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Direct Care Workers Deserve Career Ladders

By Kezia Scales, PhD (she/her) | October 1, 2018

Editor’s Note: This excerpt is from Growing a Strong Direct Care Workforce: A Recruitment and Retention Guide for Employers.

As with all employees, direct care staff need opportunities to learn and grow in their jobs; otherwise, they will start looking elsewhere for new challenges. By offering specialty training and advancement opportunities, you can maximize a worker’s contribution, reward their dedication, and improve retention in the long run.

Specialty training

Effectively prepare workers to provide a higher level of care for clients—and keep them interested and engaged in their work—with specialty training opportunities. Depending on your organization’s clients, topics may include: Alzheimer’s disease and related dementias, behavioral health, chronic obstructive pulmonary disease, congestive heart failure, diabetes, falls prevention, hypertension, palliative care, and preventing abuse and neglect, among others. As with entry-level training, specialty training is most effective when rooted in adult learner-centered methodology and designed to build on workers’ knowledge, skills, and problem-solving abilities.

Advanced roles

Leverage the contributions of your strongest workers—and increase their compensation to reflect their new knowledge and responsibilities—through advanced roles.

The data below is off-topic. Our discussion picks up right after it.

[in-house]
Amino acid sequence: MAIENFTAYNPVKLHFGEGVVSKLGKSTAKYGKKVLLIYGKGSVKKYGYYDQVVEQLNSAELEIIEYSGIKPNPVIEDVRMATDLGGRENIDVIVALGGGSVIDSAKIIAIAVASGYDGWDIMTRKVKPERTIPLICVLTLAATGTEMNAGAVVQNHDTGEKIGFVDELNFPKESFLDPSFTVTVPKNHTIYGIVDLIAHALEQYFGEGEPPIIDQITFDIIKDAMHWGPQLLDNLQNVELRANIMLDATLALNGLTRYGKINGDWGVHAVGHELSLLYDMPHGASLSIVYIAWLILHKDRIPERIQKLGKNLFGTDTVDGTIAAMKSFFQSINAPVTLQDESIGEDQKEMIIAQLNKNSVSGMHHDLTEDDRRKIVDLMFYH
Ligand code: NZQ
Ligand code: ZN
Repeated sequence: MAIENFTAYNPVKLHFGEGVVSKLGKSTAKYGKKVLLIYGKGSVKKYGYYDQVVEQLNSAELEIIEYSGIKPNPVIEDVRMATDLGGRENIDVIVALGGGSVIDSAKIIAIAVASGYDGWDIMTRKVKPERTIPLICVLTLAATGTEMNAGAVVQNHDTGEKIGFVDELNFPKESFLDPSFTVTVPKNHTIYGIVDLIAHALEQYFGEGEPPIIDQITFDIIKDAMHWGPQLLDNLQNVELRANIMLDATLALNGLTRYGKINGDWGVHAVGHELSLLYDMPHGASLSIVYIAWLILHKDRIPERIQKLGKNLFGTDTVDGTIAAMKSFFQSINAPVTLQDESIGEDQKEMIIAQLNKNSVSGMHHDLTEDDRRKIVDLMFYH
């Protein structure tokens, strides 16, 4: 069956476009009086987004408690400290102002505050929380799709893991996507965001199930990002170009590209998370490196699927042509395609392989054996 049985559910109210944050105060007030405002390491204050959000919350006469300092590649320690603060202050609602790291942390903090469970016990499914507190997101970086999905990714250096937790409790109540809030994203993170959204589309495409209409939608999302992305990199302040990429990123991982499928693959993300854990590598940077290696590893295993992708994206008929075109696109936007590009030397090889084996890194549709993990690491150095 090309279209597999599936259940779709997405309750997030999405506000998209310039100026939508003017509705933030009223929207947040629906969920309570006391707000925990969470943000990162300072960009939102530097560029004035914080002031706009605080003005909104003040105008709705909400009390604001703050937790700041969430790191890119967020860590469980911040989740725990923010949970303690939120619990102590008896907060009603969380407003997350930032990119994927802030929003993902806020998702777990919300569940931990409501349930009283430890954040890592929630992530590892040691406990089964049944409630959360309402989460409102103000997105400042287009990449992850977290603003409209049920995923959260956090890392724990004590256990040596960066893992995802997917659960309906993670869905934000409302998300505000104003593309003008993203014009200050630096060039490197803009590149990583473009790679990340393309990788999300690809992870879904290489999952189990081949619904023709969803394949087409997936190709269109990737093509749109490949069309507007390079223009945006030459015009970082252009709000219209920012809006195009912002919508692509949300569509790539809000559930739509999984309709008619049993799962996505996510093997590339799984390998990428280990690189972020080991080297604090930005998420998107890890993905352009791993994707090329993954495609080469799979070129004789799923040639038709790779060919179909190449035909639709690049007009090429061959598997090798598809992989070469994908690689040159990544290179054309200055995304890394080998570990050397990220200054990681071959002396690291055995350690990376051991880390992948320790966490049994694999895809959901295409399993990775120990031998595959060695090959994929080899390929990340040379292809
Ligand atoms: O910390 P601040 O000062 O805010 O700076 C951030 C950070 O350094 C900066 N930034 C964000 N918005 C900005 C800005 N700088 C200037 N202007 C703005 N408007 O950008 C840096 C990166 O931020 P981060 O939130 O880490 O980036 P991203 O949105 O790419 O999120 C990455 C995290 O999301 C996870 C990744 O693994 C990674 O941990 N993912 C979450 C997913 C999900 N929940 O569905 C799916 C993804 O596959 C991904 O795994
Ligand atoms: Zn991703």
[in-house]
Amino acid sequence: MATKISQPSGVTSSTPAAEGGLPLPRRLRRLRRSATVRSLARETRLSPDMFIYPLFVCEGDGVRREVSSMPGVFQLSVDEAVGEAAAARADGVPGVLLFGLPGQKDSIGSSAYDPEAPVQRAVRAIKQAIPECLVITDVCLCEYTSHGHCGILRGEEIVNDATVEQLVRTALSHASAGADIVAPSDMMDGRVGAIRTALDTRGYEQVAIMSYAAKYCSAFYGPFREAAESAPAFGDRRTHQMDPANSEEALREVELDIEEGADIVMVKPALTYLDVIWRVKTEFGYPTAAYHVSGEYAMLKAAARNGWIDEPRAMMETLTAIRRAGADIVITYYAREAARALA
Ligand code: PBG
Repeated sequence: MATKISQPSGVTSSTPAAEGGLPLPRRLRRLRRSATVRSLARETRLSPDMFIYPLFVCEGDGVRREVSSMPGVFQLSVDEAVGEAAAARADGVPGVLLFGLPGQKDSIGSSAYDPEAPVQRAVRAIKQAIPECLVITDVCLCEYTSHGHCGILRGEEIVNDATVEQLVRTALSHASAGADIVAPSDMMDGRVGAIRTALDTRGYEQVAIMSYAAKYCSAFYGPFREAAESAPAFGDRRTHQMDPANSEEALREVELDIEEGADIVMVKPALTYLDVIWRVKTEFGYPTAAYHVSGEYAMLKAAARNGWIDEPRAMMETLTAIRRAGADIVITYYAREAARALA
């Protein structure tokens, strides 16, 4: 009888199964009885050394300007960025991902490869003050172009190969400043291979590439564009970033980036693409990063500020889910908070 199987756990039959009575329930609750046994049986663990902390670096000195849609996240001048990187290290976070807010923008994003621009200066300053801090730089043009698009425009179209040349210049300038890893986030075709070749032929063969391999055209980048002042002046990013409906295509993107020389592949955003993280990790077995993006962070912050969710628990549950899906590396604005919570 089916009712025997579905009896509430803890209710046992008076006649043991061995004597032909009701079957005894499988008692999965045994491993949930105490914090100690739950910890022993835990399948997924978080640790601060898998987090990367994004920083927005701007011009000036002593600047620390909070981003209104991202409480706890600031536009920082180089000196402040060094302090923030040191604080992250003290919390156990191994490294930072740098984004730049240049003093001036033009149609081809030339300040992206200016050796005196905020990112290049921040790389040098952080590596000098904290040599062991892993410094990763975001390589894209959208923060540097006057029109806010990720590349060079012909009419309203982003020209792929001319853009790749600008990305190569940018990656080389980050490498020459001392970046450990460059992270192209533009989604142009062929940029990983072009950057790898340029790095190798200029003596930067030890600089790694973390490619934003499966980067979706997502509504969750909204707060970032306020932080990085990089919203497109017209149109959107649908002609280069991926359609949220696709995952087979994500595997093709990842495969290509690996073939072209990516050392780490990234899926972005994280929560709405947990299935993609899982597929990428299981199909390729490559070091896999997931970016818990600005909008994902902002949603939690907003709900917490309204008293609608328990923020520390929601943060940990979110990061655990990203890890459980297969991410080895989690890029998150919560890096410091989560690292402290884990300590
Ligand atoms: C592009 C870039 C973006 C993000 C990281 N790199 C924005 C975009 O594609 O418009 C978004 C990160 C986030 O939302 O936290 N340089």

Examples include:

  • Senior Aides: Provide on-the-job coaching and problem-solving support for entry-level direct care workers (and family caregivers) during care transitions or other disruptions in a client’s care or health status, while also serving as a resource to the interdisciplinary care team.
  • Peer Mentors: Strengthen workforce retention by providing support for new and incumbent direct care workers as they navigate personal and professional challenges associated with their employment.
  • Assistant Trainers: Support licensed nurses in delivering entry-level or ongoing training for direct care workers, drawing from their experience to help facilitate the interactive demonstrations and skills-building sessions that are central to adult learner-centered training programs.


The Care Connections Project, launched in 2014 by PHI with lead funding by the New York State Department of Health, created an advanced role for home care workers called the Care Connections Senior Aide (CCSA). CCSAs provide coaching and support for home care workers and family caregivers and serve on the interdisciplinary care team. When the pilot project was implemented with the managed care plan Independence Care System and three licensed home care service agencies in New York City (Cooperative Home Care Associates, JASA, and Sunnyside Community Services), the first cohort of CCSAs reported improvements in their job satisfaction, inclusion in the care team, relationships with clients and families, and communication with clinical managers—all factors that contribute to better retention. Moreover, the Care Connections pilot was associated with an 8 percent drop in the rate of emergency department visits and reduced caregiver strain among family caregivers.[1]


How can long-term care providers improve their recruitment and retention? Read our new guide, where you can also find a list of citations.

Kezia Scales, PhD (she/her)
About The Author

Kezia Scales, PhD (she/her)

Vice President of Research & Evaluation
Kezia Scales leads PHI’s strategy for building the evidence base on state and national policies and workforce interventions that improve direct care jobs, elevate this essential workforce, and strengthen care processes and outcomes.

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